Government reshuffle ahead of 2014 independence referendum

In what is perhaps David Cameron’s widest ranging reshuffle since he took office as Prime Minister in 2010, Liberal Democrat Michael Moore has been replaced by Alistair Carmichael as Scottish Secretary

Photo Credit: Cabinet Office

Photo Credit: Cabinet Office

The decision came on Monday in what was expected by commentators to be a sweeping reshuffle in mainly low and middle ranking positions, for both parties in the coalition.

The replacement of Moore with Carmichael comes ahead of next year’s Scottish independence referendum. Moore said he was “disappointed” with the decision, but would continue to support the ‘No’ campaign on independence.
Whilst Scottish Secretary was the only Cabinet position to be altered, ministerial and aide positions were the primary target of Cameron’s reshuffle.

Among others, ex-GMTV presenter Esther McVey was promoted. McVey, who holds the only Tory seat in Merseyside, has been moved from her junior role as disabled minister to that of employment. Some critics have seen her promotion as an attempt to solidify support in marginal constituencies before the next general election. It is true, that most of the new faces in this reshuffle only won their seats within the last five years. However, from Downing Street stated that the reshuffle was conducted purely in the interests of expertise.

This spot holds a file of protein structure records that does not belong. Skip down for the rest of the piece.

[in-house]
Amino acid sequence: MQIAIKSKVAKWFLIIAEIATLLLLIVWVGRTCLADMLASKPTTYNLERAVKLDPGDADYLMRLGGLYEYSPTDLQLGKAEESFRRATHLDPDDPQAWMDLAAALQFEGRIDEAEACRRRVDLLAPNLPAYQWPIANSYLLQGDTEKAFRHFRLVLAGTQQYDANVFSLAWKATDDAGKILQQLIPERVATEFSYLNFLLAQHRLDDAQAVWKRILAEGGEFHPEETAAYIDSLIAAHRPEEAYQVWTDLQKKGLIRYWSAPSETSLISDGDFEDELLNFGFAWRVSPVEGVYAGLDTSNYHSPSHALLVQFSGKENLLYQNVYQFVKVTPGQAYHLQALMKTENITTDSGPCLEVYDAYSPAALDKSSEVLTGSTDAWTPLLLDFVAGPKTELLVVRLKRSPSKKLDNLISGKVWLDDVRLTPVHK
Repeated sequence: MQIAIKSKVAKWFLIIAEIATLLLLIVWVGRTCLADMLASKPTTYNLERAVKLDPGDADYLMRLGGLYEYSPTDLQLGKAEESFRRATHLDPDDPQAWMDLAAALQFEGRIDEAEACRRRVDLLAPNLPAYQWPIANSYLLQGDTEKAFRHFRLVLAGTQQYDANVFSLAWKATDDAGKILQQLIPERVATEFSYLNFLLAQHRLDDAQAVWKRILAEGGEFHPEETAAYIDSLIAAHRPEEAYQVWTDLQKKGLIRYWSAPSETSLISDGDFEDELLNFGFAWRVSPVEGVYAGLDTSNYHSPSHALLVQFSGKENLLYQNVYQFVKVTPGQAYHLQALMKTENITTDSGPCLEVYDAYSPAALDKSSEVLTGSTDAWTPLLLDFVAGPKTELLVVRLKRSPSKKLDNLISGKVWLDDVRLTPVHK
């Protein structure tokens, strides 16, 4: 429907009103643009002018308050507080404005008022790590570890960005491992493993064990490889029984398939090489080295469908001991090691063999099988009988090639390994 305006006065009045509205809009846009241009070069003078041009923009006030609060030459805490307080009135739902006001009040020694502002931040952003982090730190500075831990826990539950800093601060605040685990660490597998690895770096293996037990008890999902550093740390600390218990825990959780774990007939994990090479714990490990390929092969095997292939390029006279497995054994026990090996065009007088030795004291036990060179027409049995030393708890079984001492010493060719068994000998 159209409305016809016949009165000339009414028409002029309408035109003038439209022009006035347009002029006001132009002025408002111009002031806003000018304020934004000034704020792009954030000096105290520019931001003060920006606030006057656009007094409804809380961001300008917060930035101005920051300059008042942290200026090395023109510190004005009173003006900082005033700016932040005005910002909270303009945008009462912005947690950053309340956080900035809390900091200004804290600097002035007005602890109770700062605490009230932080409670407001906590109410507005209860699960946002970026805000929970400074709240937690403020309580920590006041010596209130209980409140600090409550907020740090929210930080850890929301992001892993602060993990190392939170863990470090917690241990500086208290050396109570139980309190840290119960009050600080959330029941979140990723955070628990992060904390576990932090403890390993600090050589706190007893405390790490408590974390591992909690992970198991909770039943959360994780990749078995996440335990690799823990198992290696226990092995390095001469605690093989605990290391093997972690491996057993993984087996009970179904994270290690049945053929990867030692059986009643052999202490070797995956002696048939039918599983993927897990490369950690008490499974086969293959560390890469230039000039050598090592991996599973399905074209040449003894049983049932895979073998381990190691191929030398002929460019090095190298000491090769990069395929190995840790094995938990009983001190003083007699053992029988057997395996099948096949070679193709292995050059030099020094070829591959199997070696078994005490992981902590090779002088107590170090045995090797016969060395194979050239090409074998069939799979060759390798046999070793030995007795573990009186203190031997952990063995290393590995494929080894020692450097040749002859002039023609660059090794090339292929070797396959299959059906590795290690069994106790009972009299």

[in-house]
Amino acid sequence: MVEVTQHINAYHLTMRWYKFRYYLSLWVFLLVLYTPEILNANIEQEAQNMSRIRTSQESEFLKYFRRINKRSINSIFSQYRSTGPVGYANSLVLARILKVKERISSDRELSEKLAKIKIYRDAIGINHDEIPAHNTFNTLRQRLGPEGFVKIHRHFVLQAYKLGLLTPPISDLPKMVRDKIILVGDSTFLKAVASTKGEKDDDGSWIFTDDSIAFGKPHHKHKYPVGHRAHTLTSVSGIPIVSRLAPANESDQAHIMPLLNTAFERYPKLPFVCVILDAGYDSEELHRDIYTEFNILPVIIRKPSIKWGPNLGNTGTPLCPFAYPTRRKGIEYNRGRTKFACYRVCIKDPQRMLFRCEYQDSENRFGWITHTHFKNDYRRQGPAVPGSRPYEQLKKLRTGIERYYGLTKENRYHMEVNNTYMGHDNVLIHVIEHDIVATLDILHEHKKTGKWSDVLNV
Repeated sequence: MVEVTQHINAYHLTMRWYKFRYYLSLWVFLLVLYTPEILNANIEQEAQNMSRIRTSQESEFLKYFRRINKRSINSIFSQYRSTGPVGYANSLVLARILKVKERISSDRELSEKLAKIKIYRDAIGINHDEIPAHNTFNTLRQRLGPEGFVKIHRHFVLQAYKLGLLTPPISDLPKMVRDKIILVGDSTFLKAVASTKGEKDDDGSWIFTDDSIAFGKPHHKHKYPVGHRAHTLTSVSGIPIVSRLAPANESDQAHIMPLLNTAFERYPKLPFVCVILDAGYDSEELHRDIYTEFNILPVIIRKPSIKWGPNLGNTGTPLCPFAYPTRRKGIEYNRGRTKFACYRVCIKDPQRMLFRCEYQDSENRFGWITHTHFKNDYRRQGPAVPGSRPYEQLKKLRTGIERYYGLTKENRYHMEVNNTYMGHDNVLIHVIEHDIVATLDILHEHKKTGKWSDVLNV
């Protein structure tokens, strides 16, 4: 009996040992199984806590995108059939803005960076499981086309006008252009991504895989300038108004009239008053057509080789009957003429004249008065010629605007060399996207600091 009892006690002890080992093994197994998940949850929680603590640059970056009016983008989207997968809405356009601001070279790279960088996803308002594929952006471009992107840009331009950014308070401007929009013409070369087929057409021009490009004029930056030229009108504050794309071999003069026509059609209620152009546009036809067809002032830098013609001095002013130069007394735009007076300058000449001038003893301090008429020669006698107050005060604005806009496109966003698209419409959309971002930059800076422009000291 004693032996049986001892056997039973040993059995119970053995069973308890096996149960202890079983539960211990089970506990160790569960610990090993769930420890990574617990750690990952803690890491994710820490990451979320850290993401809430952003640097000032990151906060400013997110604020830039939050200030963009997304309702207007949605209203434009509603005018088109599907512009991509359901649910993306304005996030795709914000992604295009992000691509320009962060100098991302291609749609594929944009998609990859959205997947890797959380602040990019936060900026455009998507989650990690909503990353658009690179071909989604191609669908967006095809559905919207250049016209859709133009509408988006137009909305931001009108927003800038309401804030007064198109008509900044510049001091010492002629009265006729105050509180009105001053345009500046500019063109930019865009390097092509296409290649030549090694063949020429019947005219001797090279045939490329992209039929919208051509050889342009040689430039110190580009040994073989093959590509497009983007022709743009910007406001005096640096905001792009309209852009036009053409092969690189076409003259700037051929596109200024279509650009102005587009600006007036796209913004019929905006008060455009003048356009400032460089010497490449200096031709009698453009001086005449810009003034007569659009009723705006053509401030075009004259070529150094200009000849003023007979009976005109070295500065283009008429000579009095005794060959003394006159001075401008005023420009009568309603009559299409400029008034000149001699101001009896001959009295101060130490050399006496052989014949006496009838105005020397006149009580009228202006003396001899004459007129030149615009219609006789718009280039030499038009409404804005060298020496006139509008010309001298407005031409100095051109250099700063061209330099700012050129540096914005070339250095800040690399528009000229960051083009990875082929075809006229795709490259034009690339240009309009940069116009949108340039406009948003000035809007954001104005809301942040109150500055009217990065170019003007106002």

Nicky Morgan, Helen Grant and Jane Ellison, along with five more female MPs being brought into Whitehall positions from the backbenches, were also promoted in the shake-up. Whilst Iain Watson, a BBC political correspondent, suggested that this reshuffle “didn’t really amount to a revolution in millinery”, many have seen this as Cameron’s attempt to present his party as more representative of those it governs.

Whilst the Lib Dems have made no gains during the reshuffle, some in the party are dissatisfied with the results of the reshuffle. Jeremy Browne, a close ally within the Lib Dem ranks to Nick Clegg, was surprised to see that he was replaced at the Home Office by Norman Baker.

Ed Miliband also took Monday as a chance to freshen-up his Shadow Cabinet. Among minor changes, some main faces were replaced. Stephen Twigg was replaced by historian Tristram Hunt as shadow Education Secretary, whilst Rachel Reeves has been moved from the Treasury to shadow Work and Pensions, replacing Liam Byrne.

Some have cited Miliband’s changes as the lurch to the left Labour were expected to take. Both Twigg and Byrne are considered Blairites, perhaps showing that the Labour leadership is attempting to take the party away from its last rein of power. Conservative Party Chairman Grant Shapps, who tweeted after the announcement of the shadow cabinet reshuffle, suggested that the changes were “designed to satisfy Len McCluskey”.

These claims come after a summer of tension between the central Labour Party and trade unions, following the supposed and later proven false allegations that Unite were tampering with local Labour Party constituency nominations.
With announcements being made throughout Monday and into the week, most commentators have concluded that this year’s reshuffles were primarily a chance for both sides of the Commons to re-envisage what a potential post-2015 Cabinet could look like, whoever wins.

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